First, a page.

There is so much life left in this beautiful wine, but you can easily take it for a spin now.

Glasses: Well – I tried it in 4 different types. The Riedel Sommerliers Bordeaux, shows the wine very round, but you loose intensity in the glass. The Zalto Universal gives the most exciting mineral taste, but you loose red fruit on the nose. The Spiegelau Bordeaux Adina glass, gave the best sweet fruit of all glasses, but the wine doesn’t flow direct enough onto the palate, giving too much tannins. The Zalto Bordeaux was the winner, as I brought the best freshness and herbal character (rosemary) to the wine.

Sunday, January 16, 2011

1996 Trimbach, Riesling "Clos Ste Hune"

(Old-school Riesling - old image)
Blend: 100% Riesling
Vineyard: We are in Hunawihr - the site is located at the centre of the Rosacker Grand Cru vineyard.
Soil: Limestone
Production: approx. 9000 bottles per year.
Bonus: Clos Ste Hune is monopole of Domaine F.E. Trimbach, and has been owned by the Trimbach family for over two centuries.
Glass: Zalto Universal

I have always admired Clos Ste Hune from Trimbach.

I have tasted the wine on several occasion and vintages. It's an incredible long-lived Riesling. I remember being fortuned to taste some of the really old vintages and it's always fun to see people blind guessing 20-30 years off on a bottle of CSH from the nineteen sixties.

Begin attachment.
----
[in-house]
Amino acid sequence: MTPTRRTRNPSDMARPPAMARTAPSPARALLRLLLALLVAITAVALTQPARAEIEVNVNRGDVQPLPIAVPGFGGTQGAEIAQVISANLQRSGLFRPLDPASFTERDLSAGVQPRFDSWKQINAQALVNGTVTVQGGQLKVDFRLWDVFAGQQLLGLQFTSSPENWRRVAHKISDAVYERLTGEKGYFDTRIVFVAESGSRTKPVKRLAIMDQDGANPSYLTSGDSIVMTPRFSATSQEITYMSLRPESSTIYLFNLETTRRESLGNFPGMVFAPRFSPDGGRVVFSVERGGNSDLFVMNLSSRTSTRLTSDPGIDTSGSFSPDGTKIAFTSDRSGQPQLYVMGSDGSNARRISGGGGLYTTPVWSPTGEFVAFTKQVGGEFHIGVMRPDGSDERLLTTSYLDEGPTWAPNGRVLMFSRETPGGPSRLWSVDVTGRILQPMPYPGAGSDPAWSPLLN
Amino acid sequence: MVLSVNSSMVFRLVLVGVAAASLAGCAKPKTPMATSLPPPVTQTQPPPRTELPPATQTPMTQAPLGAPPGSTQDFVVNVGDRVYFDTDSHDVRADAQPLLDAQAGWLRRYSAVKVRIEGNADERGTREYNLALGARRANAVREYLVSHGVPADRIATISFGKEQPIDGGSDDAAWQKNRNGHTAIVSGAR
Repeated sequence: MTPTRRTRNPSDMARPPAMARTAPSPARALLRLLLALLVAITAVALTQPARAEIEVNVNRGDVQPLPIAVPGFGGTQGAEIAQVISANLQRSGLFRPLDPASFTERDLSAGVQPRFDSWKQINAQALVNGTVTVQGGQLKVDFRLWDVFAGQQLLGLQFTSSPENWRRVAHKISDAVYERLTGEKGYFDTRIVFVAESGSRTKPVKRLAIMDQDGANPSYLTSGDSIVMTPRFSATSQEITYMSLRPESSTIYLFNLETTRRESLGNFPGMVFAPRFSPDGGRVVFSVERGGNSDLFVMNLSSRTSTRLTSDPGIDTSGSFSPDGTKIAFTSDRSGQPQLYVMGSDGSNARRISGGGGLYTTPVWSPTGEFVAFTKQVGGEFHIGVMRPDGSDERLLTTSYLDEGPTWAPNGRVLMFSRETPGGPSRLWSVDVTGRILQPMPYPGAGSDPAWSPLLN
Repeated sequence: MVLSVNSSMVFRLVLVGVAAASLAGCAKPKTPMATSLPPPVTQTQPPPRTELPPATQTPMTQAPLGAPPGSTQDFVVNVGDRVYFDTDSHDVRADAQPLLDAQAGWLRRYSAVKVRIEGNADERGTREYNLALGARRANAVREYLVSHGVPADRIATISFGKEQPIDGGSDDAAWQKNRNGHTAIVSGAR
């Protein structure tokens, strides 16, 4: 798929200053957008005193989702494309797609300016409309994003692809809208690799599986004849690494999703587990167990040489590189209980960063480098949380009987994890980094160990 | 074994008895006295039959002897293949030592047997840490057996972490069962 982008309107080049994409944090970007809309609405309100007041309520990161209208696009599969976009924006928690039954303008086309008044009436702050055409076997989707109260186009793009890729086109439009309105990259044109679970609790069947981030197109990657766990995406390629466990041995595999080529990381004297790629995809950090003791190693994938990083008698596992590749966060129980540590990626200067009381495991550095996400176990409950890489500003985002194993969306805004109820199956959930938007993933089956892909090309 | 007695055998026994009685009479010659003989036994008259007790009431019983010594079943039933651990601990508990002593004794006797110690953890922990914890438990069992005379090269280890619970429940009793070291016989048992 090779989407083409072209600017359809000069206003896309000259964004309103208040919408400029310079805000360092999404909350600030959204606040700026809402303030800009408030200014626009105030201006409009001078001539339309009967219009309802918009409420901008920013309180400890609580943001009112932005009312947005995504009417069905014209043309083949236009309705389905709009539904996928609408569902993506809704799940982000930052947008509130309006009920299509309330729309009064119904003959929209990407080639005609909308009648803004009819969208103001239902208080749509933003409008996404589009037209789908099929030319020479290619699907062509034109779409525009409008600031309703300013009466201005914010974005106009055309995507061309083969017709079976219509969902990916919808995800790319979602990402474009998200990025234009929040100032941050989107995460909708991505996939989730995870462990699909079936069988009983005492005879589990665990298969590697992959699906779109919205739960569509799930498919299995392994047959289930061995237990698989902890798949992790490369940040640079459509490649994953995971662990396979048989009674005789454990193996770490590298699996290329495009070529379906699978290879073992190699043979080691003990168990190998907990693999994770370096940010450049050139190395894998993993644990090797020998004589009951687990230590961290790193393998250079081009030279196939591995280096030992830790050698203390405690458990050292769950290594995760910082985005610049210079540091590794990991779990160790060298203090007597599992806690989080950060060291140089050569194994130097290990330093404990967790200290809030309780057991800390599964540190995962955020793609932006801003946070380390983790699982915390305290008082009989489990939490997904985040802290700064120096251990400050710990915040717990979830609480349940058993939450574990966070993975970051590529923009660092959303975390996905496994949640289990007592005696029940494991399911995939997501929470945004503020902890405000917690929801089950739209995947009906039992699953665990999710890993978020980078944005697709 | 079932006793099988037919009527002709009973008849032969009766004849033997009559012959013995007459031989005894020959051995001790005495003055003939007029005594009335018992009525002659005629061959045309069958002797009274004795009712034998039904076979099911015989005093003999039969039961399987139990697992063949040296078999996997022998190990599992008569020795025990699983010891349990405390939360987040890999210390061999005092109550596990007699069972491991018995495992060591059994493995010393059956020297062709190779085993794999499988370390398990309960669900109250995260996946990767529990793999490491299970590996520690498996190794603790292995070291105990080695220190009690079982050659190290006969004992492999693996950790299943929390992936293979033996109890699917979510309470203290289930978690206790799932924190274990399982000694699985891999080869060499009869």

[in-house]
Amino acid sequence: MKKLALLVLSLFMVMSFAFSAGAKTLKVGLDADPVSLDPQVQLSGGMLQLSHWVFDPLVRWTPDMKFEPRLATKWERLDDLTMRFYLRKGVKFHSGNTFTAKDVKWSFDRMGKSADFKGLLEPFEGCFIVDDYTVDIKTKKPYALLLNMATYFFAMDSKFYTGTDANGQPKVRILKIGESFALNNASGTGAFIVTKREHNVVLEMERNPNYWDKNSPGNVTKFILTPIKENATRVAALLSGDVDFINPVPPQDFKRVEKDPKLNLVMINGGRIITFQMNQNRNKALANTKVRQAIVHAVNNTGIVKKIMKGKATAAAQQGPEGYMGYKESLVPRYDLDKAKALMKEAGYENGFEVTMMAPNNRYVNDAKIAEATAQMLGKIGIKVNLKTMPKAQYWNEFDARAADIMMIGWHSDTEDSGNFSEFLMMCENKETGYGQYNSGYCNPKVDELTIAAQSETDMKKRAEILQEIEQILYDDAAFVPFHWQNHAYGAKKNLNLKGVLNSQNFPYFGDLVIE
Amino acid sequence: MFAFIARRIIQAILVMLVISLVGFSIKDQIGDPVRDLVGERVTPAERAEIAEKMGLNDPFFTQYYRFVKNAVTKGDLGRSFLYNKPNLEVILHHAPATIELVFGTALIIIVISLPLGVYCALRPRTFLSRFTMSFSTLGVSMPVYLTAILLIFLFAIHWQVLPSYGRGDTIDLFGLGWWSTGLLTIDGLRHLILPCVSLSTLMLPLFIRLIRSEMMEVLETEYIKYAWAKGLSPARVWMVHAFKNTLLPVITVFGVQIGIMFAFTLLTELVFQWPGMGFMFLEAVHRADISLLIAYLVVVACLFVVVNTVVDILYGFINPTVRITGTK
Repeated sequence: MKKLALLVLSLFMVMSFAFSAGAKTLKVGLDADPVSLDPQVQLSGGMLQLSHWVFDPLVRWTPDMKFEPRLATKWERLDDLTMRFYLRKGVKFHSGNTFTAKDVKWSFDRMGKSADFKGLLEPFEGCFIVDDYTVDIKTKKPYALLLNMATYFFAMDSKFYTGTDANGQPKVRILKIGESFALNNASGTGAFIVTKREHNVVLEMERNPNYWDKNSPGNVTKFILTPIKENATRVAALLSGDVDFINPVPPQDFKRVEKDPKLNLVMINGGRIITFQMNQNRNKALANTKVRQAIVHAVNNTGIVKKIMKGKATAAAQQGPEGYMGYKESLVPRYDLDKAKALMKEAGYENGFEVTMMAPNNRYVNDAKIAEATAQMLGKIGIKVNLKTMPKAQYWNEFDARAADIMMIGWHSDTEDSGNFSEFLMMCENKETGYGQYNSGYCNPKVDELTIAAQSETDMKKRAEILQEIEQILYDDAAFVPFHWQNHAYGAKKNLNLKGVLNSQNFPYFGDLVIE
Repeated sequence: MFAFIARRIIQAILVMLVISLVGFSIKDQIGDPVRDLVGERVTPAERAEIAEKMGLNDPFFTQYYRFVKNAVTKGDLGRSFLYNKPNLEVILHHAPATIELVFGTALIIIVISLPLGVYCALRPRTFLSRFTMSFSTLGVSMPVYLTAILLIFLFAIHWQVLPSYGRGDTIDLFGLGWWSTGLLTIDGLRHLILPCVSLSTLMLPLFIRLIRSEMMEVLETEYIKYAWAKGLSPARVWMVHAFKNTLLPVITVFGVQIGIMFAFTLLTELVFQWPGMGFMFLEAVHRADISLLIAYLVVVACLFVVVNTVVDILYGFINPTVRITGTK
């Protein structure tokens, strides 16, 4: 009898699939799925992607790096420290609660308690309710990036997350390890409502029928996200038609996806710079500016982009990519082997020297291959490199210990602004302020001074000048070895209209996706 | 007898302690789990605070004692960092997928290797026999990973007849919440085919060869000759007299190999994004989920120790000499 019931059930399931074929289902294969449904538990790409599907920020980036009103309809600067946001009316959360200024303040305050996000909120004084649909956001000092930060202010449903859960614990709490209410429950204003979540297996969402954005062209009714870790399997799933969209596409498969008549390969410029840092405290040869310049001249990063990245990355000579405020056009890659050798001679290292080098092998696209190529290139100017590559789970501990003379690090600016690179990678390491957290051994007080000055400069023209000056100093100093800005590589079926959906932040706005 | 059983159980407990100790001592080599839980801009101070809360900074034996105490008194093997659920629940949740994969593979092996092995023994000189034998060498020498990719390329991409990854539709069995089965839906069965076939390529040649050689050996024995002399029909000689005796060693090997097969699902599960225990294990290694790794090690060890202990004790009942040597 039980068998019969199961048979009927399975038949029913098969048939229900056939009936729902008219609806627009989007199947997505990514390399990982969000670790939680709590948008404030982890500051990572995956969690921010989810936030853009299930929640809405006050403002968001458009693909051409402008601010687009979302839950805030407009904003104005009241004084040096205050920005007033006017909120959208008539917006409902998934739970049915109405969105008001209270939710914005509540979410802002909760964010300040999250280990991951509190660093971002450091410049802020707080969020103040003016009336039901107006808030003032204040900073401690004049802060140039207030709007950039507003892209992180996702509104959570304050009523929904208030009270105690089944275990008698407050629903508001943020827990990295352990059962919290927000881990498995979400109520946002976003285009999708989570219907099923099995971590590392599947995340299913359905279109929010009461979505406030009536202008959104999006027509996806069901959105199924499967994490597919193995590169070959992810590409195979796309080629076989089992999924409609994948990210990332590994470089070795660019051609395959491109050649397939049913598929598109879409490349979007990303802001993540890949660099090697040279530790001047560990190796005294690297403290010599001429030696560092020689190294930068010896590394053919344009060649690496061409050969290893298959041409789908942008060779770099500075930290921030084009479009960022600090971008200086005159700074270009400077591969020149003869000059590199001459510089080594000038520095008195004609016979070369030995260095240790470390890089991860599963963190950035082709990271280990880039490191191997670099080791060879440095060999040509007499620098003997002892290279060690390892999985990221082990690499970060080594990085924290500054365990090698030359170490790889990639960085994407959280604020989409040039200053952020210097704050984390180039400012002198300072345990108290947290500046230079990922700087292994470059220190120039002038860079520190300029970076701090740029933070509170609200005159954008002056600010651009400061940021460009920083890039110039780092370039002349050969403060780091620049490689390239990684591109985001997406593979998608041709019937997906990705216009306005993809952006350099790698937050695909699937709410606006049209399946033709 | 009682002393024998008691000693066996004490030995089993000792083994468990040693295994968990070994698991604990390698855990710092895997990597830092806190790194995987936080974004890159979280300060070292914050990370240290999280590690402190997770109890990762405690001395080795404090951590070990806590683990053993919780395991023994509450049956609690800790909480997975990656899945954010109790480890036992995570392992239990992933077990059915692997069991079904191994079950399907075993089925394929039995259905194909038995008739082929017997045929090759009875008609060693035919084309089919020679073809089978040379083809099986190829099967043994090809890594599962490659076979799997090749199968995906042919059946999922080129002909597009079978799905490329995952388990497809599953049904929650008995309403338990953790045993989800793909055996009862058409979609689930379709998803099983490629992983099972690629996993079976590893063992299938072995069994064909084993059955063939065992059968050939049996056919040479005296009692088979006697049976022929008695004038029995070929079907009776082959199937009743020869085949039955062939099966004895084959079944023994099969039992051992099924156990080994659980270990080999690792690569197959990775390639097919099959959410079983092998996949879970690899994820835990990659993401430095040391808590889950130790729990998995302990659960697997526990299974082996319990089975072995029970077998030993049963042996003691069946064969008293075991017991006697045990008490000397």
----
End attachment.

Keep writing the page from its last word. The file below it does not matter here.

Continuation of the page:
I have tasted the 1996 vintage 6 times – but man it has been a while. So I really looked forward to dig in and going down memory lane.

I had the wine I tree stages. First with dinner (I had opened the wine 2 hours before serving) - Coq au Riesling, then a couple of glasses without the food and 2 hours later, when all the putting the kids to bed, cleaning up the house had ended – I sat down and had the last third of the wine.

First stage revealed an incredible rich wine, with lots of sensational fruit servings, such as honey infected fruit and divine sweet and vivid fruit. You also had some of the classic Riesling trademark, the scent of petroleum. Tasting the wine is a mineral overload and an incredible structured finish.